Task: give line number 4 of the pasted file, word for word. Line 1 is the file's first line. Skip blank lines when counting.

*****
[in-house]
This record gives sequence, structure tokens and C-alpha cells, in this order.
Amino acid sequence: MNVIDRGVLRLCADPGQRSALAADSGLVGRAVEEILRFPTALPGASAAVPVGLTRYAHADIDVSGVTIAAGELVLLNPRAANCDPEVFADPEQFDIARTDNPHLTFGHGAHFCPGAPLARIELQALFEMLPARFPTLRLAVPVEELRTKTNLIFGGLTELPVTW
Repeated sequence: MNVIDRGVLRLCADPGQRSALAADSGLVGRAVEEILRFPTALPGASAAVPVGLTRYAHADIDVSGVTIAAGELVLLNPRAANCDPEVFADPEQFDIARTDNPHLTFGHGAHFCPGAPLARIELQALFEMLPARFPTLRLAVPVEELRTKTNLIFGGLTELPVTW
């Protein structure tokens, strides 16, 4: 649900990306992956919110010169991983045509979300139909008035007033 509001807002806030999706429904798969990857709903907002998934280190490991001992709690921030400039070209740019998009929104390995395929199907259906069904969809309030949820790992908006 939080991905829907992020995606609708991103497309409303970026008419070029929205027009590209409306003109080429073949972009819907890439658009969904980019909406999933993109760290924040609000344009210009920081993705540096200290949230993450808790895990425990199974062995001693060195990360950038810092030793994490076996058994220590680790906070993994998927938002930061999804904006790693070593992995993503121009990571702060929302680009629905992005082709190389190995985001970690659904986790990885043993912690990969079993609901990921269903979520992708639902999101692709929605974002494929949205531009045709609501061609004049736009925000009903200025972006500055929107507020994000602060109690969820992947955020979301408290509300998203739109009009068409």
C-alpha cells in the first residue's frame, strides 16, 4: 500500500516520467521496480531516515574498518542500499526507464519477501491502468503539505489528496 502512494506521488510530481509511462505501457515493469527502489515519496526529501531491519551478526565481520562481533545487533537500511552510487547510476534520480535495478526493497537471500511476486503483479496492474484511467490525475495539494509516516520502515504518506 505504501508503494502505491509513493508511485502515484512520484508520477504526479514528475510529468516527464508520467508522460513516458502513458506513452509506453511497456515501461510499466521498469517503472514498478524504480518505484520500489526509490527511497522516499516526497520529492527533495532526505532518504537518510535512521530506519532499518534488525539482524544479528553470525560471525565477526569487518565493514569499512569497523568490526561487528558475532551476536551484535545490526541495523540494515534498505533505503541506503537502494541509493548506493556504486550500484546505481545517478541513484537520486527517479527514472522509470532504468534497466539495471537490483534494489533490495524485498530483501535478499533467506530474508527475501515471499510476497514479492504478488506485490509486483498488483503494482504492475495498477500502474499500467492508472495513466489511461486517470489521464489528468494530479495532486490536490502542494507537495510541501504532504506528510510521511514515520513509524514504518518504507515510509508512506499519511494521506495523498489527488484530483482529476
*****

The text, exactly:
Repeated sequence: MNVIDRGVLRLCADPGQRSALAADSGLVGRAVEEILRFPTALPGASAAVPVGLTRYAHADIDVSGVTIAAGELVLLNPRAANCDPEVFADPEQFDIARTDNPHLTFGHGAHFCPGAPLARIELQALFEMLPARFPTLRLAVPVEELRTKTNLIFGGLTELPVTW